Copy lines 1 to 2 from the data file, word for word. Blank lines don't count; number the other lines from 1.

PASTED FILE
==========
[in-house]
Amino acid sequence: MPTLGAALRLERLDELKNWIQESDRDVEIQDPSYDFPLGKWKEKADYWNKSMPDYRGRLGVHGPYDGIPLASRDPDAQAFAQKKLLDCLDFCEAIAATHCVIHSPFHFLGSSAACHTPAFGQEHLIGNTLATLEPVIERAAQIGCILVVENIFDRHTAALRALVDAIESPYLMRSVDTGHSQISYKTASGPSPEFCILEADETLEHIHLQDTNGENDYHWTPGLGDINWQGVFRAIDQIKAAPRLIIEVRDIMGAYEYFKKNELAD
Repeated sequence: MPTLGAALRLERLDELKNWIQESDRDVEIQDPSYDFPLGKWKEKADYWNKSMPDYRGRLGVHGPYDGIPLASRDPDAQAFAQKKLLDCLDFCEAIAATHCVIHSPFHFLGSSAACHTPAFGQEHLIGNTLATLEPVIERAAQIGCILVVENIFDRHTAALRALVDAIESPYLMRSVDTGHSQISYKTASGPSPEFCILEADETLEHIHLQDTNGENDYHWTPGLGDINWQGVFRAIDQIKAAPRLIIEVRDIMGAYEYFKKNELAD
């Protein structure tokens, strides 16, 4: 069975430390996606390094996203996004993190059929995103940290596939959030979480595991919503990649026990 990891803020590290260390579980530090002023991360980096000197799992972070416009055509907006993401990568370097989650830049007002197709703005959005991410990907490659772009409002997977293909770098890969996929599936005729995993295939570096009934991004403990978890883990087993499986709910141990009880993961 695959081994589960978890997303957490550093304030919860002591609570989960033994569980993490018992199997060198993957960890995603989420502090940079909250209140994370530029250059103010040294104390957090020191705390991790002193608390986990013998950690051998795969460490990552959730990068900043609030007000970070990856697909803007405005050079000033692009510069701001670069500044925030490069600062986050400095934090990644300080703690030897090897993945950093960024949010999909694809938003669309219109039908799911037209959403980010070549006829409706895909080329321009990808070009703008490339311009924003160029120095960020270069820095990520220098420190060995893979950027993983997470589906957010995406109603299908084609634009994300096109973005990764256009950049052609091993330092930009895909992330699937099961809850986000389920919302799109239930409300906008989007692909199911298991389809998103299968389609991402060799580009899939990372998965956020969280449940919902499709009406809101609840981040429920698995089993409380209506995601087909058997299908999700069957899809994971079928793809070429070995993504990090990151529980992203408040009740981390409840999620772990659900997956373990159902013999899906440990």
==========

[in-house]
Amino acid sequence: MPTLGAALRLERLDELKNWIQESDRDVEIQDPSYDFPLGKWKEKADYWNKSMPDYRGRLGVHGPYDGIPLASRDPDAQAFAQKKLLDCLDFCEAIAATHCVIHSPFHFLGSSAACHTPAFGQEHLIGNTLATLEPVIERAAQIGCILVVENIFDRHTAALRALVDAIESPYLMRSVDTGHSQISYKTASGPSPEFCILEADETLEHIHLQDTNGENDYHWTPGLGDINWQGVFRAIDQIKAAPRLIIEVRDIMGAYEYFKKNELAD